Media most exclusionist socially, says award winning journalist
Sonal Matharu | September 25, 2010
Senior journalist and Magsaysay award winner P Sainath shone the torch on Indian media's shame here on Friday at a talk on paid news saying that the media in the country are "imprisoned by profit".
“The instructions and memos by newspapers to their employees say clearly who their target reader is. Media houses do not have a full time labour and agriculture correspondents. To say you are not going to have these correspondents, you are saying, you are not going to talk to 75 percent of the Indian population,” said Sainath.
He quoted Prabhat Patnaik who had said that the “moral universe of the media has shifted”. "Giant processes of our time like growing hunger and inequalities get no attention from the media," he noted. Instead, media houses are now signing private treaties with corporate houses under which they have to guarantee advertisements and no negative publicity of the private entity.
“The structures of ownership, the output in content, the levers of control and the linkages between different sectors of industry in the dominant media tell very clearly that the media are not pro-establishment or pro-corporate. They are the establishment. They are the corporate world. They are far more aggressive than the government as a whole or the corporate as a whole,” he said. He was speaking on the topic, ‘A structural compulsion to lie: Media and paid news in the age of inequality’, organised by the Delhi Union of Journalists, Delhi Media Research Centre and Popular Education and Action Centre.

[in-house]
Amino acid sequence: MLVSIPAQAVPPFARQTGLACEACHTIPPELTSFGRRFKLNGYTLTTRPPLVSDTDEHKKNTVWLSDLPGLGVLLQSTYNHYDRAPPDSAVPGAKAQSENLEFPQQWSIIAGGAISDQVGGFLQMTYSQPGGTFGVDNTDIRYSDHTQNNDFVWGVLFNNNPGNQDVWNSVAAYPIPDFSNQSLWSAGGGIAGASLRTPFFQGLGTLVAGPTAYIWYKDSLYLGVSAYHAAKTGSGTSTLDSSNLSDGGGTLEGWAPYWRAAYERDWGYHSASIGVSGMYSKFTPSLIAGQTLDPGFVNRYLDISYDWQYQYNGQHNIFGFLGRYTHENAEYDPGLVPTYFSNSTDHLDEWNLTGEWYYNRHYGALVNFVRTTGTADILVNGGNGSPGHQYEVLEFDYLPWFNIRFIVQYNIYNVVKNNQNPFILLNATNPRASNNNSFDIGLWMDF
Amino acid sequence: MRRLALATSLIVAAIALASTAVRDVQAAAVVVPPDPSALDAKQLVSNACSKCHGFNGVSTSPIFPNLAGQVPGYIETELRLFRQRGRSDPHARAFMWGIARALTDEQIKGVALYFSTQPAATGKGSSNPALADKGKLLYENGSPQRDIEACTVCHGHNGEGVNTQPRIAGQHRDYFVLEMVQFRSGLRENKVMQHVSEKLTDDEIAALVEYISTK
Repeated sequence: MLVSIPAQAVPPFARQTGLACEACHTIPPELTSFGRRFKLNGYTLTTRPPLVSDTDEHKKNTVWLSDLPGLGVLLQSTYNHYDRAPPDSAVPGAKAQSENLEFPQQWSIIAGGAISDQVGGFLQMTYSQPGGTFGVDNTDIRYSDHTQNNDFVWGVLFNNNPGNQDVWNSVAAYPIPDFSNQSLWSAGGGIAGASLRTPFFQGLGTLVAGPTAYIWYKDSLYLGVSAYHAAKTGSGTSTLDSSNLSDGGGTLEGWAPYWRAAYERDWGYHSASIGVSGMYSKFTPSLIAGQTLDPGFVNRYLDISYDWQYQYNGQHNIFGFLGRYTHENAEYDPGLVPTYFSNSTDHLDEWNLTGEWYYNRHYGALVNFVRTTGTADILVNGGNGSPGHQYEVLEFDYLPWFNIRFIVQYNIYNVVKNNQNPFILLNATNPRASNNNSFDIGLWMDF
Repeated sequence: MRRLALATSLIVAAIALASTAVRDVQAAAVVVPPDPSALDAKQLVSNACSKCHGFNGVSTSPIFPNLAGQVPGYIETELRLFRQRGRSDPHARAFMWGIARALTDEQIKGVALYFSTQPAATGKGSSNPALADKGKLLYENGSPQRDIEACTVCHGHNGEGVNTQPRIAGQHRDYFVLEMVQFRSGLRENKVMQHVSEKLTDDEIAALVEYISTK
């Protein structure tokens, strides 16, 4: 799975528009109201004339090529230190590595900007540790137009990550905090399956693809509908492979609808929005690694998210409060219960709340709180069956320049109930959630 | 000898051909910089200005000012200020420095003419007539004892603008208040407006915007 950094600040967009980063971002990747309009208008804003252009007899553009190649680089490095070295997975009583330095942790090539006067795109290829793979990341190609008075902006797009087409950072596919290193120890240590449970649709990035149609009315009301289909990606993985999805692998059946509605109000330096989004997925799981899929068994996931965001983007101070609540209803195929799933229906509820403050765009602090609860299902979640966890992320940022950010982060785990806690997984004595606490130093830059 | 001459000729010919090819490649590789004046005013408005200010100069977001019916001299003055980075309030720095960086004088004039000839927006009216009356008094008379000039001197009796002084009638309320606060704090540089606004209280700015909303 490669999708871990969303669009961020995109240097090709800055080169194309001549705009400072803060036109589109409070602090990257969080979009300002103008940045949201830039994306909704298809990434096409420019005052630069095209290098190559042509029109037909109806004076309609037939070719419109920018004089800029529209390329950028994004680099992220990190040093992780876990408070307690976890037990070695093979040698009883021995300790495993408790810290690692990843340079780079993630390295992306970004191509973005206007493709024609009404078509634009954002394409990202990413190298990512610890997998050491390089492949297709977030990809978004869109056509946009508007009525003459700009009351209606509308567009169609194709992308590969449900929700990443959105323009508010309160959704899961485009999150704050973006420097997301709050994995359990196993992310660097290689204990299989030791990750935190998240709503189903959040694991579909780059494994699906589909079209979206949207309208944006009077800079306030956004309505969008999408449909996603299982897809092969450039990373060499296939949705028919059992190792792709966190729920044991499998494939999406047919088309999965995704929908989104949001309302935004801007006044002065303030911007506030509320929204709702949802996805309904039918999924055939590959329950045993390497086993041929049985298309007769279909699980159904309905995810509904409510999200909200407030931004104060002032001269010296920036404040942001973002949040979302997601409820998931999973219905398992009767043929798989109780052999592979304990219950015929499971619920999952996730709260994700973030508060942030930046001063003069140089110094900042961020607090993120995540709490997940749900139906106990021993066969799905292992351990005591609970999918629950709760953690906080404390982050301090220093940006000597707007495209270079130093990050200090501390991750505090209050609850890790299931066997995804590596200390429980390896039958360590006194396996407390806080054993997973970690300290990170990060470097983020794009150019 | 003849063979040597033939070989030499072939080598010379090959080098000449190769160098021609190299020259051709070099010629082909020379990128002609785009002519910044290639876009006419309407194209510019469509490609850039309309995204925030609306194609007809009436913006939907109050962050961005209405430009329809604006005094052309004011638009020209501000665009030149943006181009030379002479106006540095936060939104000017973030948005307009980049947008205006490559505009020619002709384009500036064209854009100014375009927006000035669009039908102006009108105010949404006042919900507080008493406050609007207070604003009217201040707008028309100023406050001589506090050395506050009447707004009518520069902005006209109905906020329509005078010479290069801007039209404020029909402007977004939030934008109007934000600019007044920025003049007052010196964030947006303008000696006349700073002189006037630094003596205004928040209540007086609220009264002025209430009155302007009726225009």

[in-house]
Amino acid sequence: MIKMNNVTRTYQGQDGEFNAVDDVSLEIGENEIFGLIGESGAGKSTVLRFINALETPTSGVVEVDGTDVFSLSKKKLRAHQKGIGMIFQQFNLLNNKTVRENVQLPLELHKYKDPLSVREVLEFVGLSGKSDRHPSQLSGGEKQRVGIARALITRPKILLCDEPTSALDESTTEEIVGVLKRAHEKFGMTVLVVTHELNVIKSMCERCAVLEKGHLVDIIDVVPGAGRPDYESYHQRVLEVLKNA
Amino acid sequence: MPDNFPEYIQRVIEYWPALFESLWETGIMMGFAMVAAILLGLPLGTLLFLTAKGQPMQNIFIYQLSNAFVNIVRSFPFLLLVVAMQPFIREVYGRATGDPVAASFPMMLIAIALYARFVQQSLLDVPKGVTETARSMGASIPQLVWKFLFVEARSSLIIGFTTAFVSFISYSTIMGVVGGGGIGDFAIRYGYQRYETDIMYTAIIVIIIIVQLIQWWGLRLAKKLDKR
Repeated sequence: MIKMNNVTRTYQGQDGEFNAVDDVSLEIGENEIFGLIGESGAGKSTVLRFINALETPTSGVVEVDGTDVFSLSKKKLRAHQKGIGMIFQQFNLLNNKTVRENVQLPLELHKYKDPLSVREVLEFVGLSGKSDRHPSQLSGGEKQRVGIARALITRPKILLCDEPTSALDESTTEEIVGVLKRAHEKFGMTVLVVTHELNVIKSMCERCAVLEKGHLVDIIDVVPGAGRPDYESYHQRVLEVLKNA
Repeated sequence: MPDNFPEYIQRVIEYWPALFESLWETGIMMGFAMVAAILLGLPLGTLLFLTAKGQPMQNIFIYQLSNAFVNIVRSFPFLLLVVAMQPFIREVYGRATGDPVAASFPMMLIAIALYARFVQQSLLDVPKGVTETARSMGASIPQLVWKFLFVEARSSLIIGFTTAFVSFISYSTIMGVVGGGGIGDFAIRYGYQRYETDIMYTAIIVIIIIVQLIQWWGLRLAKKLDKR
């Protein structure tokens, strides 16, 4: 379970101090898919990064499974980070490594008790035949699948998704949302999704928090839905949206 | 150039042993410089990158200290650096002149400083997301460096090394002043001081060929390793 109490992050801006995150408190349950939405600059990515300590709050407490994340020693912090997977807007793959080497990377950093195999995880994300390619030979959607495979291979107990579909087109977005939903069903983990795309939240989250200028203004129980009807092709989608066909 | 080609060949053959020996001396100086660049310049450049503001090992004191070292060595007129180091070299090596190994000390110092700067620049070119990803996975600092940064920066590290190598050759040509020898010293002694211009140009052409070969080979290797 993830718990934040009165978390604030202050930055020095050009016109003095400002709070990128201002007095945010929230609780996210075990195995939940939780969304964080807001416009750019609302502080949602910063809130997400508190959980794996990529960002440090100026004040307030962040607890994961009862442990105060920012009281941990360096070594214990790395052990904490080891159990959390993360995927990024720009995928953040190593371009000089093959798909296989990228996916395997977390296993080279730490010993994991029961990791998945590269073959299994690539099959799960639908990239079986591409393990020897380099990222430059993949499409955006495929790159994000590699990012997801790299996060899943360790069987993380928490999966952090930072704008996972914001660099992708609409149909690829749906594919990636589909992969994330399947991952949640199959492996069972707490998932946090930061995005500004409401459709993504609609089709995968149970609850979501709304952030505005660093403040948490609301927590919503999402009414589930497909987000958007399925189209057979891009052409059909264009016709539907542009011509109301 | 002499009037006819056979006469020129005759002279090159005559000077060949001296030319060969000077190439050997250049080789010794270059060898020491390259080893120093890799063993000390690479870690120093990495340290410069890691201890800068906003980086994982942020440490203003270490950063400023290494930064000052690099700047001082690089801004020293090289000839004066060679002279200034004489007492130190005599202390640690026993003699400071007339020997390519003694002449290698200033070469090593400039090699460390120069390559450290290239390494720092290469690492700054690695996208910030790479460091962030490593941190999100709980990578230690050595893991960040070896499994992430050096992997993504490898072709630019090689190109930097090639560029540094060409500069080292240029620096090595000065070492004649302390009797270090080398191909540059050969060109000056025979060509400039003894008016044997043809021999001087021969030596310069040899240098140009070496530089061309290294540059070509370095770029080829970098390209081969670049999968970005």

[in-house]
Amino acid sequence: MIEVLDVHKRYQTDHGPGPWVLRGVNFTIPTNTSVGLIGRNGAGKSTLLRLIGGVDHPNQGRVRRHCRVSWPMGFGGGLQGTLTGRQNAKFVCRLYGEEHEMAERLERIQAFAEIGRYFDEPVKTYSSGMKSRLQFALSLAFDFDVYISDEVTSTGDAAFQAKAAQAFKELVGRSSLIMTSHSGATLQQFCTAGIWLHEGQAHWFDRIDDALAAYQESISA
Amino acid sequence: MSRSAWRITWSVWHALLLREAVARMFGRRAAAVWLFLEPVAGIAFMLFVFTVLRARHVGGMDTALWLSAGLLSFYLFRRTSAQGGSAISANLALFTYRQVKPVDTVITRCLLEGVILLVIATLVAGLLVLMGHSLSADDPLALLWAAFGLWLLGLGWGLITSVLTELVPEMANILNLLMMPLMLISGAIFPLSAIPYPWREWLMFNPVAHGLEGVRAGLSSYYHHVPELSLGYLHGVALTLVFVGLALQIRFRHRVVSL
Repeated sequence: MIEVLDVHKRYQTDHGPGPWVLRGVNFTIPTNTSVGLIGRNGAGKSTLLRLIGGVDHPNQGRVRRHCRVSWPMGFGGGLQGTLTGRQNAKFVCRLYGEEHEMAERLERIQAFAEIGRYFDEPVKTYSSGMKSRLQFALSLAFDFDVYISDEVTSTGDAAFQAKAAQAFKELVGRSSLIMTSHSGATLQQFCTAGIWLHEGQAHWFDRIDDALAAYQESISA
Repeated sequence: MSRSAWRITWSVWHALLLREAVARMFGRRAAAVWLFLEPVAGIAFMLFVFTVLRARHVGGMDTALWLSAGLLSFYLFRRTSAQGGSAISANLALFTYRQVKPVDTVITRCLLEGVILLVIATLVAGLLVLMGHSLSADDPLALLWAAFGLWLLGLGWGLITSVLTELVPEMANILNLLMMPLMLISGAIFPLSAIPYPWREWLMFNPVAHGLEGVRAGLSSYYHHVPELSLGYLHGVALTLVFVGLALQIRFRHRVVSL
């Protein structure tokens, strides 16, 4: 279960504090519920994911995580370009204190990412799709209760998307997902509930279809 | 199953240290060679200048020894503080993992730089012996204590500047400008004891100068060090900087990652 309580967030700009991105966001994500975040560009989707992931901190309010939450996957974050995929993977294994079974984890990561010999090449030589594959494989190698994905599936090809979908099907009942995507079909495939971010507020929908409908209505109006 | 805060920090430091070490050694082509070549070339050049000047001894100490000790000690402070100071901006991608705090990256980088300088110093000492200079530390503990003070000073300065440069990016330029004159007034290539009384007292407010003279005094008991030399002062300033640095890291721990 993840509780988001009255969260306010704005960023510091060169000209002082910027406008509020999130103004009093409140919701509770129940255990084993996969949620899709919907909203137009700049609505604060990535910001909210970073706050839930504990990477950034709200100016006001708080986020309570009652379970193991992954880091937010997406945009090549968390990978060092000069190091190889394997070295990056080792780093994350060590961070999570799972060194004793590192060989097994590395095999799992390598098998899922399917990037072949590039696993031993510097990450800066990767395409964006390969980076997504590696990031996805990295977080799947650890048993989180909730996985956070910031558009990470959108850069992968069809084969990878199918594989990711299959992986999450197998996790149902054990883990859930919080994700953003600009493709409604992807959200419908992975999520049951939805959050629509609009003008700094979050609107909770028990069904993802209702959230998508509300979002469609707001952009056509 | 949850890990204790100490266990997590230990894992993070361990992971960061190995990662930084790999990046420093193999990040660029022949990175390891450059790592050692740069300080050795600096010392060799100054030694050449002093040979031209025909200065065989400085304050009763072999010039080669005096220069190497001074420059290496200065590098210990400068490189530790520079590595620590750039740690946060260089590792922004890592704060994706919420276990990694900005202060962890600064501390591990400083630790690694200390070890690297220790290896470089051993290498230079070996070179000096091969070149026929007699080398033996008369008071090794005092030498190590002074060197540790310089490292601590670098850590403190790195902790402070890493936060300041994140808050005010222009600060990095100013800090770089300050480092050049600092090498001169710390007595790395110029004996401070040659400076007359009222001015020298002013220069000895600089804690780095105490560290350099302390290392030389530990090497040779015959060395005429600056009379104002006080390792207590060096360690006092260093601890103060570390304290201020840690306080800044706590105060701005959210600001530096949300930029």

He added that the Indian media is in sectors like aviation, agriculture, cement, hotels, advertising agencies, real estate and education to name a few. They have shares in the market and have no choice but to tell the readers that the market is booming.
“There is a structural compulsion to lie in the media so heavily integrated in the working of the stock market, so heavily integrated in the workings of the neo-liberal policies, they cannot afford to tell you the truth about the market,” Sainath added.
Paid news, he said, is not an aberration; it is a perfectly logical outcome of what has been done with the media. As every other aspect of the society is hyper-commercialised, how can news stand somewhere alone, untouched and regal above the fray? “When you sell everything else, then you are going to sell news as well,” he said.
He added that the blame for paid news cannot be put on the journalists as they have very little to do with it. Paid news is structured corruption by media companies. The media are now too embedded in other sectors to be treated as an exclusive entity. They have to be treated as any other corporate entity and have to follow the laws that apply to other corporate business entities.
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